KUCHING, Sept 20 — The Sarawak Eurasian Association applauds the overall impact of the Interpretation (Amendment) Ordinance 2022 which will now allow the mixed-race children of natives of Sarawak both to apply for native status and also to claim their family’s ancestral lands.
Its president Karen Shepherd said the association hopes that this will be put into immediate effect by all relevant government agencies, especially Lands and Survey Department and National Registration Department.
“This will put an end to uncertainty for thousands of mixed-race children and their native parents, facing issues with Bumiputera status and with inheriting their family land,” she said in a statement when responding to a statement by Deputy Minister in the Prime Minister’s Department (Law, Malaysia Agreement 1963 and State-Federal Relations) Datuk Sharifah Hasidah Sayeed Aman Ghazni.
“This does not just apply to Eurasians, of course, but also to all those Sarawakians with mixed Malaysian Chinese or Indian heritage, who had previously been barred by Lands and Survey from inheriting.”
She hoped that the need to apply is merely an administrative requirement, and that the various government agencies will proceed to process these applications at speed, saying that this is now a quantitative test rather than qualitative, and so there should be little dispute in most cases. In fact, a simple search of birth records should suffice.
Shepherd said that inter-marriage between the races has been common in Sarawak for hundreds of years, adding that their children are welcomed into their native communities without question, many of them living entirely as natives, practising the customs and speaking the language.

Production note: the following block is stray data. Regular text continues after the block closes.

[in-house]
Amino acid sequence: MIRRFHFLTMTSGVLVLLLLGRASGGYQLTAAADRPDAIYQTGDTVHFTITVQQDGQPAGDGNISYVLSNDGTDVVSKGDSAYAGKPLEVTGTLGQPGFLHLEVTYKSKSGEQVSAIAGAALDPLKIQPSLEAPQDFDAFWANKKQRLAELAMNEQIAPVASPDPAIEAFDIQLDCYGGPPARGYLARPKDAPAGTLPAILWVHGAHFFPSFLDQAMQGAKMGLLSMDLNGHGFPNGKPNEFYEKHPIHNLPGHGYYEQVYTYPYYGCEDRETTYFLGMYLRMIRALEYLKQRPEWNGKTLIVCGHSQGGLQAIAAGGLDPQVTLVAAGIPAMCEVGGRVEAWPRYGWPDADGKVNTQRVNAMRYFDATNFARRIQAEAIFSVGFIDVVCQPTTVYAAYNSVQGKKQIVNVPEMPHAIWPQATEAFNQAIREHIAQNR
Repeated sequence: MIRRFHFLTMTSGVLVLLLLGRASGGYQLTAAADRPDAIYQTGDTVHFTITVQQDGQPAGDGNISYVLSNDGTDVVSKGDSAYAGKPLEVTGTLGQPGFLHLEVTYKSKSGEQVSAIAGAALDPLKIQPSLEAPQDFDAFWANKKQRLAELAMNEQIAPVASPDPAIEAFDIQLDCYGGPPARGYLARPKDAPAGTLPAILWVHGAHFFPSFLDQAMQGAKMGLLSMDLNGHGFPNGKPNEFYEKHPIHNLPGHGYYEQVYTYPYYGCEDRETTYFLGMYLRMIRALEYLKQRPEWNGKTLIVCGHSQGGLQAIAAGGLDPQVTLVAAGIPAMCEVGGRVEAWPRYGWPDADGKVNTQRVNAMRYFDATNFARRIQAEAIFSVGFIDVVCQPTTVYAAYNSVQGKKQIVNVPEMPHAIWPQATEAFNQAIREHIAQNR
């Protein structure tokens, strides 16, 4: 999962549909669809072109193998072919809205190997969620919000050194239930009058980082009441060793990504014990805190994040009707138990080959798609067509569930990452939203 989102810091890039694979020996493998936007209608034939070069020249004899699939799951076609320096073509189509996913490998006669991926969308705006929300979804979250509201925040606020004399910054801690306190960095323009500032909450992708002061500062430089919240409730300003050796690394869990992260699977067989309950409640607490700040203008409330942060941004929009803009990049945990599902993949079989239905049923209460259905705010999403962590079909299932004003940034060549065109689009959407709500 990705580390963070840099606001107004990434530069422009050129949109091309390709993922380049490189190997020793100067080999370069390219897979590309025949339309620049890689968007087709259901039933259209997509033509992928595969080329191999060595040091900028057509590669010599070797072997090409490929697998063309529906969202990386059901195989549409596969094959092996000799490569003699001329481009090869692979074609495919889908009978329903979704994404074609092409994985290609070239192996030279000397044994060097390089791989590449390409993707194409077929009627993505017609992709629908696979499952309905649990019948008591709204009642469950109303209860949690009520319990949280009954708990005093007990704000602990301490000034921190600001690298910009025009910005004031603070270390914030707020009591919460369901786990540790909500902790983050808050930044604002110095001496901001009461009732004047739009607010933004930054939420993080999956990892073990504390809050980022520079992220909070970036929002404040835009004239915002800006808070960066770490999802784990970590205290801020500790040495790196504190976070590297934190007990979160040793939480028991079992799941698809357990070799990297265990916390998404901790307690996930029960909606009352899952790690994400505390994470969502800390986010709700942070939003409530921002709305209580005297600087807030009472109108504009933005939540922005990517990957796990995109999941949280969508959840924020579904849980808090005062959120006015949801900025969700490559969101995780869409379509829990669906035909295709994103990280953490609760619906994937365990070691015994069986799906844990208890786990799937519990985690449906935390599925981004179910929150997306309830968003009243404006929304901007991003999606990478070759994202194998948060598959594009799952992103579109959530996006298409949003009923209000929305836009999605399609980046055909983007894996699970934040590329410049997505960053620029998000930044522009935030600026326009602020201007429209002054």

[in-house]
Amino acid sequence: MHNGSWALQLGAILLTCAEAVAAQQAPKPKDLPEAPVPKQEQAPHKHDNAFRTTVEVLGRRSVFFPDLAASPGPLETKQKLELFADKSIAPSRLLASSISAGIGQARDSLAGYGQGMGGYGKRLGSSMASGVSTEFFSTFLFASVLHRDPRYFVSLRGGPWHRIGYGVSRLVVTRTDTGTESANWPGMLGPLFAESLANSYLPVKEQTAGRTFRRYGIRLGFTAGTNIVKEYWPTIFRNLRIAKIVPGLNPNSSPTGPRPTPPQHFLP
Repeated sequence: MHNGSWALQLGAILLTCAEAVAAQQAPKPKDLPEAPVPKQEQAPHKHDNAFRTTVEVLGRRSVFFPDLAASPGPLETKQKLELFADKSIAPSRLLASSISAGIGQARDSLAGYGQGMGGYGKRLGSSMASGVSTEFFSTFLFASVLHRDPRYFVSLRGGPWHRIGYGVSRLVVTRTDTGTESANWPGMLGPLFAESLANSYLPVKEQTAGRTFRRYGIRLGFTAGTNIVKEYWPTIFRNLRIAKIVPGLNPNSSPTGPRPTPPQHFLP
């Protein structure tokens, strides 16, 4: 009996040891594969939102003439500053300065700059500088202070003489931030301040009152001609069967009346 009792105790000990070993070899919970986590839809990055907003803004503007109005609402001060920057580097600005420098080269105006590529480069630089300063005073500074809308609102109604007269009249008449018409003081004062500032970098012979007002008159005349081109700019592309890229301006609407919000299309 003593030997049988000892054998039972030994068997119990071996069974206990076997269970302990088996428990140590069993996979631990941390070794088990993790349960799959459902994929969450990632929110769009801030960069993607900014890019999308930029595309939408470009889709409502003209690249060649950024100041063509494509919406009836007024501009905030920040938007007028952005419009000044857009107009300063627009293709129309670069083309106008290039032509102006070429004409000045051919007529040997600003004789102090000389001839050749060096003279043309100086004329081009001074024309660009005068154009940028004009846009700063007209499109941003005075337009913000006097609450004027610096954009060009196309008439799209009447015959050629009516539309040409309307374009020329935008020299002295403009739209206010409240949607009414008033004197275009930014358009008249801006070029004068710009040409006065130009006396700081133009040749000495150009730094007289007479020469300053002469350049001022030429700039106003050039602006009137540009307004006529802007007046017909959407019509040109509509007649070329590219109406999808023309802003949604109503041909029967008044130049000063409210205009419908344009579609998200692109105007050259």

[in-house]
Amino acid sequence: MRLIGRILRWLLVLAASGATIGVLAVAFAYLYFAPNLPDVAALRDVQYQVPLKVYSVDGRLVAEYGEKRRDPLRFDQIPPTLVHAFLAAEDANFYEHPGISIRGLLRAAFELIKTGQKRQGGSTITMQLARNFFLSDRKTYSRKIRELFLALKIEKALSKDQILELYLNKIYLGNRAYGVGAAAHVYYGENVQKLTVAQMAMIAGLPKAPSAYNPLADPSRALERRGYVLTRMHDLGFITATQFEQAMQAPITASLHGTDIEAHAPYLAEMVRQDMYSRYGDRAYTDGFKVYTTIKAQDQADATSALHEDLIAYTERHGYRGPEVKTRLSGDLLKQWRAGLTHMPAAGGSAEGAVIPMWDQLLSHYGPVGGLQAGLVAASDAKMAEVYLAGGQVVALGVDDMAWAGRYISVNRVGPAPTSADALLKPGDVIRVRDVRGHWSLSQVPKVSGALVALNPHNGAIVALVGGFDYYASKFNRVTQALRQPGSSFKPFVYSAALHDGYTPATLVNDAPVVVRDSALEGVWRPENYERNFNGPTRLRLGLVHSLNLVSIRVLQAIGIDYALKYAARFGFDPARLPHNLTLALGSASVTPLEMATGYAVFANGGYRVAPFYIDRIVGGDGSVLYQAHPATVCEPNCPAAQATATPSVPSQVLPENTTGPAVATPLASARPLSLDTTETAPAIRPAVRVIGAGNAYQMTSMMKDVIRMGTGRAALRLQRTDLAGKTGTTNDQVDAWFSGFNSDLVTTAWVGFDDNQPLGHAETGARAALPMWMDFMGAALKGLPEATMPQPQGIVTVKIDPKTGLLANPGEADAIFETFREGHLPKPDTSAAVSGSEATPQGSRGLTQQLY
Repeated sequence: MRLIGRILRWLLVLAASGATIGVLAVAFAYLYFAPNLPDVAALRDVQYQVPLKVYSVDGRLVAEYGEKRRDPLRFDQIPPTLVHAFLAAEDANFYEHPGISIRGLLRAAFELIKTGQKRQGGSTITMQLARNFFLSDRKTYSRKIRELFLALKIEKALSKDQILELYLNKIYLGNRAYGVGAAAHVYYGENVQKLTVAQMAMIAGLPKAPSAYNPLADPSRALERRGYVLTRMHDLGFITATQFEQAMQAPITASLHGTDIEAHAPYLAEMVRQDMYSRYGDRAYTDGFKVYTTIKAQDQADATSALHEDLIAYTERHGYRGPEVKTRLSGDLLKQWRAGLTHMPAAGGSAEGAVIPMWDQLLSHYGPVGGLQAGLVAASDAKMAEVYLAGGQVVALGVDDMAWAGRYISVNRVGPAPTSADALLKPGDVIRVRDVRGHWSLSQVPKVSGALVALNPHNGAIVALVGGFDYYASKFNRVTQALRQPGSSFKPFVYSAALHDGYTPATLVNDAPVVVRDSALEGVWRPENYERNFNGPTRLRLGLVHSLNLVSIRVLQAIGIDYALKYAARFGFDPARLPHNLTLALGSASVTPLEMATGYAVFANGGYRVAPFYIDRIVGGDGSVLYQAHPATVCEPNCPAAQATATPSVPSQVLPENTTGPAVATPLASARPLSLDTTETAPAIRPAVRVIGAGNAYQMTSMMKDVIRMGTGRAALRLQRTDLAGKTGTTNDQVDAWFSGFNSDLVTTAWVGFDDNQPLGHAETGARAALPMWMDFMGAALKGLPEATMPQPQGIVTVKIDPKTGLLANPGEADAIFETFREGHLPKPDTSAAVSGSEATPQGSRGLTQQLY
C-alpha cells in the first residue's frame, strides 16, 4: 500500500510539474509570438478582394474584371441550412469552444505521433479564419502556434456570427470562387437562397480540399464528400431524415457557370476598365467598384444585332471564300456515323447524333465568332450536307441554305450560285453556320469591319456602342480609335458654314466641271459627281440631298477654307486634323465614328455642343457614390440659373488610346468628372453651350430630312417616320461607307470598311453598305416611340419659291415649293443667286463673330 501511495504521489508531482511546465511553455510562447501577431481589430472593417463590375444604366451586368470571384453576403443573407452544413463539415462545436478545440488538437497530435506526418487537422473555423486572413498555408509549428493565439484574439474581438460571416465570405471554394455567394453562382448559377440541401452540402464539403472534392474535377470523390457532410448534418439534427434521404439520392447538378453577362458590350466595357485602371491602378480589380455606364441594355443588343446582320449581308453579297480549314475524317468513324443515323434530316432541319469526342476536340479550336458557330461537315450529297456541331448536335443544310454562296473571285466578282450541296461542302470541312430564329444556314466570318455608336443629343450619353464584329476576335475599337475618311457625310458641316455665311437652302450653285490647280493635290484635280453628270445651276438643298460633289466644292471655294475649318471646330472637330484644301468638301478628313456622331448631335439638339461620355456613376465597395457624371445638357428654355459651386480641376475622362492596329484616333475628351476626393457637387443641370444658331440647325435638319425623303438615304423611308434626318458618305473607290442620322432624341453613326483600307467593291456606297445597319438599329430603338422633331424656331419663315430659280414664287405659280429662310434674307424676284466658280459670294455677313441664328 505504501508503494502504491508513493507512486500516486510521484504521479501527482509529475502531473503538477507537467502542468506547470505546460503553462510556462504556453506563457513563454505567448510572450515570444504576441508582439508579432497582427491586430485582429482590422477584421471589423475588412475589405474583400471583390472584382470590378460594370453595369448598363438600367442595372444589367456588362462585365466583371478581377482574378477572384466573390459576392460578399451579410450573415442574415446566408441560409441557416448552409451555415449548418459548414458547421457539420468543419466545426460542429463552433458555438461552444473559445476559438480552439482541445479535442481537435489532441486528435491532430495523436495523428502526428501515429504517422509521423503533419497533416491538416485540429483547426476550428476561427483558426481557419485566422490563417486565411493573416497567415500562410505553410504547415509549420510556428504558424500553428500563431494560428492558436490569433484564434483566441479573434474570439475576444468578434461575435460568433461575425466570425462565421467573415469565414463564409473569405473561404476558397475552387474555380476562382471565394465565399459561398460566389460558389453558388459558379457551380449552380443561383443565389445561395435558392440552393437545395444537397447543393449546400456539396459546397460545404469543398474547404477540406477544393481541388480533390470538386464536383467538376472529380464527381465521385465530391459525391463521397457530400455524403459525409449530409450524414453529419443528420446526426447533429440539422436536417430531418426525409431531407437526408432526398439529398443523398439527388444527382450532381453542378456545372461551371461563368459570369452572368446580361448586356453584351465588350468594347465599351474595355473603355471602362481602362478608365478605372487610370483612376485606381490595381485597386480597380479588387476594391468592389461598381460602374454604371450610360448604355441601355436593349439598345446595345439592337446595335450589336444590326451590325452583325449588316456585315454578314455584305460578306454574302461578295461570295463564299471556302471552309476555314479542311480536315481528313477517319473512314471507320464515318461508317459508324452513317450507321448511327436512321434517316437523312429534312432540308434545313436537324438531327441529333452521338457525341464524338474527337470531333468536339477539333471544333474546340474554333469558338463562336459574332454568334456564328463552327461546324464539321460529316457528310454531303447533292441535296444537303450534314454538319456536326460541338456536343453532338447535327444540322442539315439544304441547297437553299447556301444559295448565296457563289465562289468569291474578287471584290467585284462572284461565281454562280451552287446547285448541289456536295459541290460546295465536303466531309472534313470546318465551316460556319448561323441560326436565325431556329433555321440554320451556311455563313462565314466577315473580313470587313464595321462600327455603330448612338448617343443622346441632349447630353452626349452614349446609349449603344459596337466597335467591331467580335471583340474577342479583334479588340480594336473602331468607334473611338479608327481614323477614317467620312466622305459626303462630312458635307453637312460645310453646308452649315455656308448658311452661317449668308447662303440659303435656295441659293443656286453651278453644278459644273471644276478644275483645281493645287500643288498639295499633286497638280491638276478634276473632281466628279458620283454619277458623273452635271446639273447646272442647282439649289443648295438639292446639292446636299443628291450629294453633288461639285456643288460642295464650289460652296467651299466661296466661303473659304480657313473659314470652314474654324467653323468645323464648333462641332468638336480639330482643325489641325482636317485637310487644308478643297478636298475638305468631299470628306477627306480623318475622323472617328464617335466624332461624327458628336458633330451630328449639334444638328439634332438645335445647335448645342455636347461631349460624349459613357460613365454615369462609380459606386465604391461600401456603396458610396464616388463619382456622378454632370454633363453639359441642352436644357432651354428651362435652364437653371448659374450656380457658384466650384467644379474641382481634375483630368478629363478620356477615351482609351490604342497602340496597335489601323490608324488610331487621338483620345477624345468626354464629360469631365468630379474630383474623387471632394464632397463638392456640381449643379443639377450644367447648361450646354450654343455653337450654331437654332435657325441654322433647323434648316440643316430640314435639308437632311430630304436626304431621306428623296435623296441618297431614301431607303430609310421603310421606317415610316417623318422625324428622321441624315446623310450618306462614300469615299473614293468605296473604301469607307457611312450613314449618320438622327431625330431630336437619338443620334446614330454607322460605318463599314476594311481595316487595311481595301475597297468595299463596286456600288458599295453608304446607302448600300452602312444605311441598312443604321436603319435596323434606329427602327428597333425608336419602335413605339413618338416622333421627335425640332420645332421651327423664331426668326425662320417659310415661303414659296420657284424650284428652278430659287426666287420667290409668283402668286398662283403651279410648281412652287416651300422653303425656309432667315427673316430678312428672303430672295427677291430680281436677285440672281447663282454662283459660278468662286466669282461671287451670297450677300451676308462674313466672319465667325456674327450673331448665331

“Eurasians themselves have formed an important part of the Sarawak community since the first arrival of the Brookes, living in much the same way.
“In fact, many Eurasians have gone on to become among the greatest guardians of the culture. We are thankful that the Sarawak government has taken steps to recognise this,” she added.
She noted that Sarawakians are increasingly studying, living and working overseas, and then meeting their spouse there.
“In fact, many of these mixed families are choosing to raise their children in Sarawak. Their children should not be denied their birth right,” she said.
Shepherd said the association is happy that both the federal and Sarawak governments are bringing the legislation more firmly in line with international standards on this issue.
“Sarawak has always been an open-minded place, welcoming people with a genuine connection and love of this land.
“This amendment is an important step in recognising this culture and practice already in place,” she said, adding that prompt action on this matter has averted a growing issue going forward.
She said the association is looking forward to welcoming many new natives amongst its membership.
At a press conference yesterday, Sharifah Hasidah said any children born to a Sarawak native and a non-native need to apply for it if they want to be known as natives under the Interpretation (Amendment) Ordinance 2022 which comes into force on November 1 this year.
She said the application forms will be available at district offices at a fee of RM100 each.
She also said the Sarawak government will establish a committee chaired by the State Secretary to review and consider applications for native recognition.